A distraught woman at the Beijing Capital International Airport fears the worst for a relative onboard Malaysia Airlines Flight MH370, March 8, 2014.
NOTE: I'm a bit uncertain on the dates of the photographs in this entry: I've seen both the 8th and 9th of March. I have marked them as March 8th since the flight disappeared at 1:30AM local time on March 8th.
In case you haven't heard, there has been what is likely the worst passenger jet accident since American Airlines Flight 587 crashed on November 12, 2001.
Malaysia Airlines Flight MH370 en route from Kuala Lumpur International Airport to Beijing Capital International Airport with 239 people on board -- including 227 passengers and 12 crew -- disappeared over the southern Gulf of Thailand at 1:30AM local time March 8, 2014.
A man and woman hold onto each other at Kuala Lumpur International Airport fear the worst after hearing the news of Malaysia Flight MH370, March 8, 2014.
The jet was flying smoothly around 30,000 feet when it disappeared without a trace from the radar. Oil slicks have since been found off the coast of the southern tip of Vietnam. All on board on presumed dead. The U.S. State Department has confirmed that three Americans were among the passengers including a 4-year old and a 2-year old. The full passenger manifest is available here.
The intended and actual path of Malaysia Airlines Flight MH370 on March 8, 2014.
It isn't known what happened but speculation is rampant, and it is thought something catastrophic happened to the jet.
A distraught couple with loved one(s) aboard Flight MH370 pushes through a throng of photographers and reporters at Beijing Capital Int'l Airport, March 8, 2014.
Frickin' reporters and cameras. Imagine the dumbass questions being shouted at them at that moment.
The AP story (final link above) states:
"It initially appears that there was either an abrupt breakup of the plane or something that led it into a quick, steep dive. Some experts even suggested an act of terrorism or a pilot purposely crashing the jet.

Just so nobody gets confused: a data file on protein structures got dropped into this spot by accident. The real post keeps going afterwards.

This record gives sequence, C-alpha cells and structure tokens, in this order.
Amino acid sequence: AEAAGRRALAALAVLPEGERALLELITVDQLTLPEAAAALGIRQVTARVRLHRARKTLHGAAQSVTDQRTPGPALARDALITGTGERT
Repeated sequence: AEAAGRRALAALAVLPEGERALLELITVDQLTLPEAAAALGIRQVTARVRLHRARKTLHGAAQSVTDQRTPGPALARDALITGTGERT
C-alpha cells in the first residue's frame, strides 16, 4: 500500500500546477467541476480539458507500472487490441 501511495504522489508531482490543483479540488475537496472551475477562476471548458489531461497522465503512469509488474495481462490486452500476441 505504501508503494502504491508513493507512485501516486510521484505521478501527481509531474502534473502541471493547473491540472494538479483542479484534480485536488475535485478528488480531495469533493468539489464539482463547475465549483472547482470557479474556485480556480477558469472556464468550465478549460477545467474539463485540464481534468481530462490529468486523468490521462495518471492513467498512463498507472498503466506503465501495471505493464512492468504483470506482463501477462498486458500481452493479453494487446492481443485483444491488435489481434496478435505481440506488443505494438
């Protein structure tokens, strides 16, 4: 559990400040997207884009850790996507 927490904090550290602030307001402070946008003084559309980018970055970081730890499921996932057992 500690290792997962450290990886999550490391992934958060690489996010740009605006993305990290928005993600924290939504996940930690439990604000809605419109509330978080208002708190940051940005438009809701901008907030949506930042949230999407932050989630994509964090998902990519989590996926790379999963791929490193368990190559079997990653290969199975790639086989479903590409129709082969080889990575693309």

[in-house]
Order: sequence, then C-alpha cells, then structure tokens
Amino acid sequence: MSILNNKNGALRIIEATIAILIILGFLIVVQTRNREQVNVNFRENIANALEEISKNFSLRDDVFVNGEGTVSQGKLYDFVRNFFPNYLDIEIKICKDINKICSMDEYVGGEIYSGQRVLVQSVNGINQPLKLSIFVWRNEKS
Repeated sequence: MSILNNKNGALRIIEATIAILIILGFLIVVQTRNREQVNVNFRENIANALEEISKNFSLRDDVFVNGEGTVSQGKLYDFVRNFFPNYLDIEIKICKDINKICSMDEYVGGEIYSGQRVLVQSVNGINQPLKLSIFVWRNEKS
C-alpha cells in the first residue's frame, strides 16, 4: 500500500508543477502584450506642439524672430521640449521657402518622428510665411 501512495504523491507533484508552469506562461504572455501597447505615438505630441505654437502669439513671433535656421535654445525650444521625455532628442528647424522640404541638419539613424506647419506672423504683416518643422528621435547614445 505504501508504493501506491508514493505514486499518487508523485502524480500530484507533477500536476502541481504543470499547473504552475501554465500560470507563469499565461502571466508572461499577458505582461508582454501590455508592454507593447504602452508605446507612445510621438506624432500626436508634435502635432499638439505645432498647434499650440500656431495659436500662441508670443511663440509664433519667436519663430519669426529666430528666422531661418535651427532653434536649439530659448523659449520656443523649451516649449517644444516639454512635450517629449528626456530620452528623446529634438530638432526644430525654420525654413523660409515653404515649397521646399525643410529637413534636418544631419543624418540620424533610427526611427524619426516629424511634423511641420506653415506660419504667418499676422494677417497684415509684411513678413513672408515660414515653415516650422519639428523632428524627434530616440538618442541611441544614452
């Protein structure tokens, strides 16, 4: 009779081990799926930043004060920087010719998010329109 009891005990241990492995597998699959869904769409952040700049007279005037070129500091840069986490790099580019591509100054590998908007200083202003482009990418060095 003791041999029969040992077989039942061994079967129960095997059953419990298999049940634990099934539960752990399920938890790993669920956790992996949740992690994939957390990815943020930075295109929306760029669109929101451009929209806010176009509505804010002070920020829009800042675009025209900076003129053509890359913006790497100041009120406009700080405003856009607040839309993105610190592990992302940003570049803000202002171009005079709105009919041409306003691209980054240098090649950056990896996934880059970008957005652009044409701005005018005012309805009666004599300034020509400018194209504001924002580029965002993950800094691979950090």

'Either you had a catastrophic event that tore the airplane apart, or you had a criminal act,' said Scott Hamilton, managing director of aviation consultancy Leeham Co. 'It was so quick and they didn't radio.'
No matter how unlikely a scenario, it's too early to rule out any possibilities, experts warn. The best clues will come with the recovery of the flight data and voice recorders and an examination of the wreckage."
Another distraught relative at Beijing Int'l Airport awaiting word on Malaysia Flight MH370, March 8, 2014.
Remembering the Nearly Catastrophic 6-Mile Vertical Plunge of China Airlines Flight 006 ...
This situation got me to thinking about the legendary near-catastrophic accident involving China "Dynasty" Airlines Flight 006 on February 19, 1985.
The flight was en route from Taiwan Taoyuan International Airport to Los Angeles International Airport when a minor issue involving one of the four engines of the Boeing 747, and a subsequent series of errors involving a badly fatigued captain and his flight crew, resulted in a HORRIFYING 30,000-foot free fall* of the aircraft that narrowly averted disintegration and/or slamming / been obliterated at 700+MPH (!) into the Pacific Ocean about 300 nautical miles off the coast of San Francisco.
*To clarify, the jet wasn't, strictly speaking, in "free fall" because 3 of the 4 engines were actually still on and the aircraft was "flying" straight down. And even if the engines were all off, the jet would have had its initial forward speed (now directly straight down) AND the acceleration due to gravity -- and combined this would be significantly greater than 1g. For an object strictly in free fall, the acceleration would necessarily be just 1g.
Computer recreation of the unbelievable vertical plunge of China Airlines Flight 006 on February 19, 1985 approximately 300 nautical miles off the coast of San Francisco.
The jet plunged in two distinct falls about six miles out of the sky from 41,000 feet in the early morning through a thick cloud layer -- reaching a horrifying 5 g's. The pilot and his cockpit crew eventually rescued the aircraft. In the end, all 243 passengers and 25 crew landed safely, although there were some hospitalizations.
I can't really do the story justice. The Wikipedia write up is here and the full NTSB report is here. I can't help but feel badly for Captain Ho.
The jet itself survived maneuvers and forces far beyond any engineering design. That jet simply should not have survived. Fighter jets couldn't survive that situation.
(Updated 3:56PM 3/11/2014) A 2006 episode of the series Mayday entitled "Panic Over the Pacific" recreated the ordeal. (I originally had a YouTube clip of it, but naturally the Wall-P legal stooge sorts swooped in and had it removed.) In any event, the descriptions (by two survivors) and recreation given are just astonishing. I have no idea how I would react in that situation. I would like to think I would be quiet and inwardly reflective in those final moments and not shriek and scream and say or do stupid things, but I just don't know.